Zlatan Ibrahimovic is one of the great strikers of our time. Questioned for never playing in England, questioned for his failures in big games, the towering Swede has answered queries with an arrogant verve throughout his career. With a record that is nigh-on unrivalled, Manchester United’s glamorous summer free transfer is one of the names of the sport. One of the overbearing personalities that only adds to the spectacle of any occasion.
Eyes are fixed on Ibrahimovic whatever the situation. He is a star. An ageing, less mobile star admittedly, but his game has never really relied on the ability to burst past players. His dominance has hardly diminished, in fact.
Despite all of this, one thing he is powerless to prevent is the football media’s insistence to call for crisis, call out his decline or call for his manager to pull him from the team. It might be the overwhelming desire for hyperbole that sweeps across sport, or it might be some sort of inherent desire that millennials have to see Manchester United fail after their two decades of utter dominance. Of course questioning a player’s ability to play creates stories, creates debates. It is a glaring mistake in some instances, however.
Ibrahimovic, as he said in his interview after Manchester United’s game with Swansea, was not concerned by a barren goalscoring spell. He was getting chances and his undoubted self-confidence meant that he continued in the knowledge that the goals would come.
Why did so few others think like that?
Calls across social media and the press for one of the greatest footballers of this millennium to be dropped seemed ludicrous after his two emphatic finishes against Swansea. To many, though, it was not only then that they seemed foolish. Everything suggested that Ibrahimovic would return to form soon, just as he did.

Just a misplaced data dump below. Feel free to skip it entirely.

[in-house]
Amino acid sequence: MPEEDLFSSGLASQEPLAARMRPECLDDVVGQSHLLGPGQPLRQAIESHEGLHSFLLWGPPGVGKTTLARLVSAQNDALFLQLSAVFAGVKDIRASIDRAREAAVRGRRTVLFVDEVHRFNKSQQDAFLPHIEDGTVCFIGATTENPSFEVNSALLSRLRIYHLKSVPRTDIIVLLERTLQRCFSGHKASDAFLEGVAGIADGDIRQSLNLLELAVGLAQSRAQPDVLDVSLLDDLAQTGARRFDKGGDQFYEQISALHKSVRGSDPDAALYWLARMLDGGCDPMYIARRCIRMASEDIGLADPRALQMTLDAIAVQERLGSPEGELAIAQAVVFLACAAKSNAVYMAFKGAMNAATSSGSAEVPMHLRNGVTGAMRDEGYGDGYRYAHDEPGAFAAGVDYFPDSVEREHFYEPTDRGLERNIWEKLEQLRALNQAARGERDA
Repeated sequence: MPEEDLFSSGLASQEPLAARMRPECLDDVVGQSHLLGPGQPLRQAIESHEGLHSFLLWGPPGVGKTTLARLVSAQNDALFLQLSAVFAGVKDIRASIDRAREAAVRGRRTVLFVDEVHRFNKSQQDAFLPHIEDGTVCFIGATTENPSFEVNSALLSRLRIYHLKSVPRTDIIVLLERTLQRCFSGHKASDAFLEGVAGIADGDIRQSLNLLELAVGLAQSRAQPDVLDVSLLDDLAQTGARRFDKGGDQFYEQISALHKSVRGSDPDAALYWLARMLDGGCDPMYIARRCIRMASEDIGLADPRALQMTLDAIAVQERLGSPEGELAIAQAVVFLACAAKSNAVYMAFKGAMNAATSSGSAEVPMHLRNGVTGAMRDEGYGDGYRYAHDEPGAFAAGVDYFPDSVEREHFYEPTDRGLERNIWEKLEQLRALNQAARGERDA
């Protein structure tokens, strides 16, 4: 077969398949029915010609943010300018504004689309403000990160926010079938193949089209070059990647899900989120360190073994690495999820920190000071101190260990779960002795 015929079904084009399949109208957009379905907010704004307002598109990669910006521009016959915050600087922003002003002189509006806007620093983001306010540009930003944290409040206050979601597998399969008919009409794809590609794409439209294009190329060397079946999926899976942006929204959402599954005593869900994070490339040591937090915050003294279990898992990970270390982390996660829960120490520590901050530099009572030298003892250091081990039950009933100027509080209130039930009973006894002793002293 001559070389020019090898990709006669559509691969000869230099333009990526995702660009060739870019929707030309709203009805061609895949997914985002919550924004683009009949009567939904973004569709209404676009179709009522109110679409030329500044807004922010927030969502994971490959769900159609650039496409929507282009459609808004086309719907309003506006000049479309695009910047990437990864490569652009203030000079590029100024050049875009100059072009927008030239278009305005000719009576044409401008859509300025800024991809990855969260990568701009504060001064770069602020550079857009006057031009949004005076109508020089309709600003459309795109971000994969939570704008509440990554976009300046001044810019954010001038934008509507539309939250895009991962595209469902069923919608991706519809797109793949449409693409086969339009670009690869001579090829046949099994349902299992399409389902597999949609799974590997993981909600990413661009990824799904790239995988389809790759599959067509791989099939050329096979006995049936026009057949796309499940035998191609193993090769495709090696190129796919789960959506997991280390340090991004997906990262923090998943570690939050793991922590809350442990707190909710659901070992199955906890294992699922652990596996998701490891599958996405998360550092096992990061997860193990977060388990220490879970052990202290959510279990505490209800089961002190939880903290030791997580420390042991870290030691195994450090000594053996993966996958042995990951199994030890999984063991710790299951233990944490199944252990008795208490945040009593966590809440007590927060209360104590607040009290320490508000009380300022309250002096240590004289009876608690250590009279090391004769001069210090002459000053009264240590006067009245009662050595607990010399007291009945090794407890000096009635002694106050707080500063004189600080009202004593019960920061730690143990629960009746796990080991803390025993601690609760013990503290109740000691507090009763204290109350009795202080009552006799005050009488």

As shown on the below, Ibrahimovic’s expected goals per 90 (xG) is far out of reach for any other player in the Premier League. His low expected assists (xA) show a change in his role at Manchester United and the effects of ageing, but his xG is glaring evidence of his drought ending and ending in dramatic fashion (as it did at the Liberty Stadium). Pair this with Ibrahimovic’s career xG conversion rate, which is significantly higher than the norm, and you have an inevitable return to goal scoring form.
Doubts then, may have been misplaced. Who’d have thought that one of the world’s best strikers was going to start scoring again?
Desire to find a fault, blame an individual player or question a manager is natural instinct for any involved in football. The concern regarding Manchester United’s goalscoring difficulties and Ibrahimovic should be about his all-round production rather than his finishing capabilities. He was always going to return to a high level of finishing, but that alone will not solve the problems Jose Mourinho has at Manchester United.
Scapegoating is easy (just ask Luke Shaw and Chris Smalling), finding a reasonable solution is often harder. The balance of Manchester United’s team has been wrong for the most part of this season, with star quality pulling them through earlier in the campaign. A player of Ibrahimovic’s attributes, age and quality needs players close to him, players with energy, pace and intelligent movement. It is easy to think the formula that dismantled Swansea is the right one, but the failings of Swansea were at least as important as United’s improvement.
Zlatan Ibrahimovic’s arrival in the Premier League came far later than it should have done. The understanding of just how good he is may take time, it may even be after he has gone, but it is a necessity for the English game. Just as we saw Sergio Aguero questioned during his recent, brief goal scoring drought, Ibrahimovic quickly made everyone look foolish for their assumptions. Time is not on his side, but quality, a prolific career and a strong start in English football is.